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Title: Advanced speech processing and coding techniques
Author: Al-Naimi, Khaldoon Taha
ISNI:       0000 0001 3407 5527
Awarding Body: University of Surrey
Current Institution: University of Surrey
Date of Award: 2002
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Over the past two decades there has been substantial growth in speech communications and new speech related applications. Bandwidth constraints led researchers to investigate ways of compressing speech signals whilst maintaining speech quality and intelligibility so as to increase the possible number of customers for the given bandwidth. Because of this a variety of speech coding techniques have been proposed over this period. At the heart of any proposed speech coding method is quantisation of the speech production model parameters that need to be transmitted to the decoder. Quantisation is a controlling factor for the targeted bit rates and for meeting quality requirements. The objectives of the research presented in this thesis are twofold. The first enabling the development of a very low bit rate speech coder which maintains quality and intelligibility. This includes increasing the robustness to various operating conditions as well as enhancing the estimation and improving the quantisation of speech model parameters. The second objective is to provide a method for enhancing the performance of an existing speech related application. The first objective is tackled with the aid of three techniques. Firstly, various novel estimation techniques are proposed which are such that the resultant estimated speech production model parameters have less redundant information and are highly correlated. This leads to easier quantisation (due to higher correlation) and therefore to bit saving. The second approach is to make use of the joint effect of the quantisation of spectral parameters (i.e. LSF and spectral amplitudes) for their big impact on the overall bit allocation required. Work towards the first objective also includes a third technique which enhances the estimation of a speech model parameter (i.e. the pitch) through a robust statistics-based post-processing (or tracking) method which operates in noise contaminated environments. Work towards the second objective focuses on an application where speech plays an important role, namely echo-canceller and noise-suppressor systems. A novel echo-canceller method is proposed which resolves most of the weaknesses present in existing echo-canceller systems and improves the system performance.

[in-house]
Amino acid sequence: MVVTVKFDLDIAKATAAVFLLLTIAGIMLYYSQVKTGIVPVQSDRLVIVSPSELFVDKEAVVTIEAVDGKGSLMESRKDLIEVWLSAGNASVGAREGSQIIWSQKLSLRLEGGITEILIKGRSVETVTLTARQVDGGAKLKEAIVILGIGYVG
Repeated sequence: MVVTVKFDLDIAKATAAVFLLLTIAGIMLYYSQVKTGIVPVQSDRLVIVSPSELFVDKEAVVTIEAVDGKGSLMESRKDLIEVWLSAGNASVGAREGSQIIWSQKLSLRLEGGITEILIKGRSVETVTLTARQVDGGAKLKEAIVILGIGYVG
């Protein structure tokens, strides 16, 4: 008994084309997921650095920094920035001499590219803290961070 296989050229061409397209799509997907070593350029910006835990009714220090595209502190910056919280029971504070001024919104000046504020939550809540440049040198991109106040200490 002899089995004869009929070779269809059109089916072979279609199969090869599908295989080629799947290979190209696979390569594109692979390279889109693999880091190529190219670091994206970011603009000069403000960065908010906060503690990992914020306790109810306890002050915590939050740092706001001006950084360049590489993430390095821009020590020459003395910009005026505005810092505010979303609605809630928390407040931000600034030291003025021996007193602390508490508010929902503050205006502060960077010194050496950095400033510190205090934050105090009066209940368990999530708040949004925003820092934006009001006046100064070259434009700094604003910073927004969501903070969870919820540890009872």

Supervisor: Not available Sponsor: Not available
Qualification Name: Thesis (Ph.D.) Qualification Level: Doctoral
EThOS ID:  DOI: Not available
Keywords: Linear prediction coding